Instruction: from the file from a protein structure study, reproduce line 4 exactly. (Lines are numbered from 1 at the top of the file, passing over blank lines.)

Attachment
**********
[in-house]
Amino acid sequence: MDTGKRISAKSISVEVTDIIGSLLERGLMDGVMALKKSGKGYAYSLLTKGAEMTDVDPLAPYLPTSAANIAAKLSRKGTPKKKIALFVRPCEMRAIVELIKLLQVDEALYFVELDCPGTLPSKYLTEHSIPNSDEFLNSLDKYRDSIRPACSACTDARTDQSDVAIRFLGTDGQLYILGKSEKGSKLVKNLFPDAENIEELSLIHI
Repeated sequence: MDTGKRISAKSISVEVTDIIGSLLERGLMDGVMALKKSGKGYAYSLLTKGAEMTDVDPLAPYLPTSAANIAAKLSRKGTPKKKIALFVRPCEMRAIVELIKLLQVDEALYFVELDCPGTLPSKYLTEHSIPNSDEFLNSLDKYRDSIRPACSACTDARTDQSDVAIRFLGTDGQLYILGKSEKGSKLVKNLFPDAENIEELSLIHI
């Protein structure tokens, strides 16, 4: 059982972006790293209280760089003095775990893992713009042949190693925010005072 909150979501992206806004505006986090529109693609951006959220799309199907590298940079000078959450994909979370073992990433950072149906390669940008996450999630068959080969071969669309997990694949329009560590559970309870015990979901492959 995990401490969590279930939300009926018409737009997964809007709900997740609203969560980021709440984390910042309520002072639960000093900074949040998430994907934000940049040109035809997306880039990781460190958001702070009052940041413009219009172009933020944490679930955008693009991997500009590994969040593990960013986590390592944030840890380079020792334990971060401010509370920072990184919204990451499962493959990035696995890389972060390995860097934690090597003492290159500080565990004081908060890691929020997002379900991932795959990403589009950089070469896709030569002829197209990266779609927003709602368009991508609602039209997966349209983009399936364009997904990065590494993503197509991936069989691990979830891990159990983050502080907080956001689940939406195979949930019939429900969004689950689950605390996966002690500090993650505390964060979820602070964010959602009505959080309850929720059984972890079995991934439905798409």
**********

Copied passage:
């Protein structure tokens, strides 16, 4: 059982972006790293209280760089003095775990893992713009042949190693925010005072 909150979501992206806004505006986090529109693609951006959220799309199907590298940079000078959450994909979370073992990433950072149906390669940008996450999630068959080969071969669309997990694949329009560590559970309870015990979901492959 995990401490969590279930939300009926018409737009997964809007709900997740609203969560980021709440984390910042309520002072639960000093900074949040998430994907934000940049040109035809997306880039990781460190958001702070009052940041413009219009172009933020944490679930955008693009991997500009590994969040593990960013986590390592944030840890380079020792334990971060401010509370920072990184919204990451499962493959990035696995890389972060390995860097934690090597003492290159500080565990004081908060890691929020997002379900991932795959990403589009950089070469896709030569002829197209990266779609927003709602368009991508609602039209997966349209983009399936364009997904990065590494993503197509991936069989691990979830891990159990983050502080907080956001689940939406195979949930019939429900969004689950689950605390996966002690500090993650505390964060979820602070964010959602009505959080309850929720059984972890079995991934439905798409």